Introduction: as someone who worked in law and compliance for Wall Street banks, I know a good deal about “Wall Street ethics” (or lack thereof) and I will assume that the reader has a good sense of this oxymoron. When I left the world of finance to open a solo law practice I expected somewhat higher standards in other sectors of the economy.
A recent discussion of ethical standards of government attorneys on the National Academy of Elder Law Attorneys (NAELA) website started with the following tale from a member attorney in a mid-western state (paraphrasing):
“My client was denied Medicaid benefits. He appealed, and was again twice denied at the two levels of administrative appeal. I took an appeal from the Medicaid determination to the local state court and filed a brief. I was soon contacted by the state attorney general’s office which recognized the validity of my arguments and offered a settlement. This gentlemen did not want to see the case litigated to a decision in my favor because of the fear of setting a precedent which others would learn about and follow.
The settlement was simple, my client would be accepted into Medicaid and would receive all of the benefits which he had been wrongly denied by the state agency (sounds very good), but, my client and I would be required to keep the settlement confidential.”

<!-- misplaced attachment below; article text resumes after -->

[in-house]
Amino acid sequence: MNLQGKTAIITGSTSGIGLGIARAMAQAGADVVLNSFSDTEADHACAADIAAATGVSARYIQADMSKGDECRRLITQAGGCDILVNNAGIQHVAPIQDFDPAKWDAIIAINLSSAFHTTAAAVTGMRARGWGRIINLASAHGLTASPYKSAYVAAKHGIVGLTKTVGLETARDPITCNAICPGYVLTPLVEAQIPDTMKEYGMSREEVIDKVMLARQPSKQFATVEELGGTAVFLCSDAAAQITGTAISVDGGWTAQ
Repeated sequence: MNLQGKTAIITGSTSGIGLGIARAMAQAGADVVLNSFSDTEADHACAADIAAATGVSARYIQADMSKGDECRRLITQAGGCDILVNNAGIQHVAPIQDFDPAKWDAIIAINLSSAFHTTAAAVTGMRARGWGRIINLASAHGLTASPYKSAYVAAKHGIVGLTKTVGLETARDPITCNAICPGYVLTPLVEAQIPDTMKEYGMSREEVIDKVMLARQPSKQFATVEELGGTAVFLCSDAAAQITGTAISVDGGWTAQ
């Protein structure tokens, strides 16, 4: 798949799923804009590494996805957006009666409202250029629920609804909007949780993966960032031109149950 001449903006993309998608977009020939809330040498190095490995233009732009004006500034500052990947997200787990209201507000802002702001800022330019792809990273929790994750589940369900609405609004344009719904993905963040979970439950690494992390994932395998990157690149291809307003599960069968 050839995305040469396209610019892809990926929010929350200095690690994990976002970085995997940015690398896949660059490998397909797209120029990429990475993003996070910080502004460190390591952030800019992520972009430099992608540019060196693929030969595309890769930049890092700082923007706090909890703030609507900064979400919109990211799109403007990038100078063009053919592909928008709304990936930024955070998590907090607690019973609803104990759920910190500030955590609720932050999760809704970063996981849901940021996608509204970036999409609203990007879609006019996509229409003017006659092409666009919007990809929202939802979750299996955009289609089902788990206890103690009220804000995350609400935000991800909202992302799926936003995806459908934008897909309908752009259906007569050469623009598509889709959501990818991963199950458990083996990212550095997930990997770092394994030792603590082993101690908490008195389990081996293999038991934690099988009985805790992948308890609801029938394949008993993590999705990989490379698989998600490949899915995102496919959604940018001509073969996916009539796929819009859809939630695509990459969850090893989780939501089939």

What is most troublesome about this story is the author’s comment that his client’s circumstances are commonplace, and the state Medicaid agency’s policy to deny benefits in similar cases is routinely made.
Thus many deserving Medicaid applicants are being denied benefits unfairly, and the state attorney general’s office sanctions this abuse.
The author goes on to say that he was so troubled by the ethical dilemma of agreeing to keep the settlement confidential that he contacted the head of the bar association’s legal ethics division, the Inspector General’s office and the Ethics Commission. All of these legal ethics watchdogs were unable to see an ethical problem.
The author did not reveal the circumstances which led to his client’s unfair denial of benefits, and I can’t blame him as his primary duty is to his client, and by agreeing to the confidentiality obligation he is obtaining for his client exactly what his client sought.
A telling, if cynical, response from a senior NAELA member was, “What’s the problem? Your client got what he wanted and you got paid. You have no obligation to some vague concept of the common good.”
As for the ethics of the attorneys representing the government, the same cynic wrote: “Government lawyers have no higher calling than private practice lawyers…”
I’m afraid I have to agree with the cynic.